Make Safety a Priority
Evolugen is committed to providing a safe recreational experience at the places we operate whether they be in water or on land. Whether they be hydropower, solar, or wind facilities, or the power lines that carry electricity, this equipment can be very dangerous for those who are not aware of the risks. We recognize that public safety is a shared responsibility between the public and our company, and requires collaboration to achieve.
Below, you will find information to keep yourself and your loved ones safe when recreating near our facilities and power lines.
Seasonal Safety Tips
- Never fish in water, boat or swim close to the dam danger zones
- Do not dive off structures
- Respect all signs and warning signals
- Never snowmobile, ice fish or snowshoe close to the dam danger zones
- Never go on frozen lakes or rivers unless you are on a designated trail or have measured the ice thickness. Refer to the Canadian Red Cross Ice Safety Guidelines for details.
- Respect all signs and warning signals
Water Safety Close to Dams
The most dangerous drowning hazards are close to dams, on each side of the structure, as illustrated on the right. This is because there are gates, often located under the water surface, allowing water to go from one side of the dams to the other. This image shows the dam danger zones, immediately around the facility. Upstream and downstream of the dams, water (and ice) conditions are unpredictable. Water levels, currents, and velocity can all change suddenly and without notice. Boats and people can be trapped in whirlpools. A dry river bed can quickly become a fast-flowing river. In the wintertime, the ice around dams is thinner. Stay away from dams all year long.
General Water Safety Tips
- Wear a life jacket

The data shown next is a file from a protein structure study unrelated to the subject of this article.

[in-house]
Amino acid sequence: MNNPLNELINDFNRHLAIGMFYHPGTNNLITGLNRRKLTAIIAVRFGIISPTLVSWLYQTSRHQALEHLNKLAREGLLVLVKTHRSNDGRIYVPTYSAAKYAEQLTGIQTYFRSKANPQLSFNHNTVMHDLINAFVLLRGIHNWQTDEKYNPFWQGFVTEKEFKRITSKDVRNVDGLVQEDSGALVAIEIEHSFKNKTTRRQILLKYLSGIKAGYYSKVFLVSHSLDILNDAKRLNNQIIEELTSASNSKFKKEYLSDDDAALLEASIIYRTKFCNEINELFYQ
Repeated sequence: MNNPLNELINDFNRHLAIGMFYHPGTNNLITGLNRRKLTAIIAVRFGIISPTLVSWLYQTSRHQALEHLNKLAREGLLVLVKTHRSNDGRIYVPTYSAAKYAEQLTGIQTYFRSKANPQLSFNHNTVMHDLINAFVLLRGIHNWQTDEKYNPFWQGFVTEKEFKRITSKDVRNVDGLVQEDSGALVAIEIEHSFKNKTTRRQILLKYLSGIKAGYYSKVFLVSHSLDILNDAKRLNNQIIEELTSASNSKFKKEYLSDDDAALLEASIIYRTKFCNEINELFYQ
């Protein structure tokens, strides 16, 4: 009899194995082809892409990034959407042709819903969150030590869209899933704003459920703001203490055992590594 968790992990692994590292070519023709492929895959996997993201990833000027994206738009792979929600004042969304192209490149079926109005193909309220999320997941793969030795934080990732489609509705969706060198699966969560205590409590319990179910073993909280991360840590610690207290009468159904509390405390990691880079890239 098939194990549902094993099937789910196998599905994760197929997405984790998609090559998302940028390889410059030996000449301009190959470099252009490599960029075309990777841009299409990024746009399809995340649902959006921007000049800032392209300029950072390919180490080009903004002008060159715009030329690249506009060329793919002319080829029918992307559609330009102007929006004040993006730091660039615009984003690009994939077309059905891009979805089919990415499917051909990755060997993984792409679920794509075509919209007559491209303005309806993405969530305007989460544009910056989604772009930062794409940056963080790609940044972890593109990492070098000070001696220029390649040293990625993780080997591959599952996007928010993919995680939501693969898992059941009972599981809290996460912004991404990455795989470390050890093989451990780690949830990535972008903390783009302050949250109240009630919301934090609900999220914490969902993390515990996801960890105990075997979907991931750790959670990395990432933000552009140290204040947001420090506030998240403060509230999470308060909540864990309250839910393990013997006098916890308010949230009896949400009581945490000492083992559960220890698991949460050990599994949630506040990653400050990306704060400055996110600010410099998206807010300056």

- Never swim alone
- Look out for submerged objects
- Keep children within arms reach
- Watch for changing weather conditions
Power Line Safety
Electrical equipment is something that we are familiar with and see in our everyday lives but can be very dangerous for those unaware of the risks.
Shock hazards can occur in multiple ways, such as a person touching an electric cable, but they can also occur when a person is close to a line, without even touching anything. It is also extremely dangerous to be in contact with an object that is too close to a line, even though that object may not be touching a cable.
Be cautious of overhead power lines, substations, wires and poles when recreating and working outdoors, simply going too close can trigger a shock. From snowmobiling, to flying kites, to cutting trees, to using ladders or heavy equipment, always maintain a safe distance from power lines and electrical infrastructure. Never enter a substation.
Important Power Line Safety Tips
- Look up and look around for power lines – consider that weather conditions can change the height of power lines
- Never climb on towers or equipment
- Maintain a safe distance from power lines, towers and equipment
- Do not touch objects or equipment, like a tree or a ladder, that are near power lines
- Do not touch or throw things over power lines and equipment
- If you see a downed or broken line, stay back and call 911
If you’re planning to cut trees, ensure you’re more than 30 meters (100 feet) away from power lines.
When doing outdoor work near high-voltage lines, please familiarize yourself with the guidelines set out in the For Your Safety and Ours brochure. The Evolugen lines voltage can be up to 1000 times more powerful than a regular outlet you would find in your home. Anything or anyone within 5 meters of the lines could be electrocuted without even touching anything, just by being too close. If an object is within 5 meters of the lines, do not touch it, this is a shock hazard.
Safety Near Wind & Solar Power Facilities
As wind and solar power continues to grow across Canada, the number of facilities in communities has increased. Therefore, it is important to be aware of the safety risks they pose to people getting too close to them. Please find safety tips below:
- Never climb a wind tower or associated equipment
- Don’t get close to wind turbines, as ice and snow can be thrown or fall off of the blades
- Do not climb or step on solar panels
- Check the location of underground high voltage cables before digging near wind farms
- Respect all signs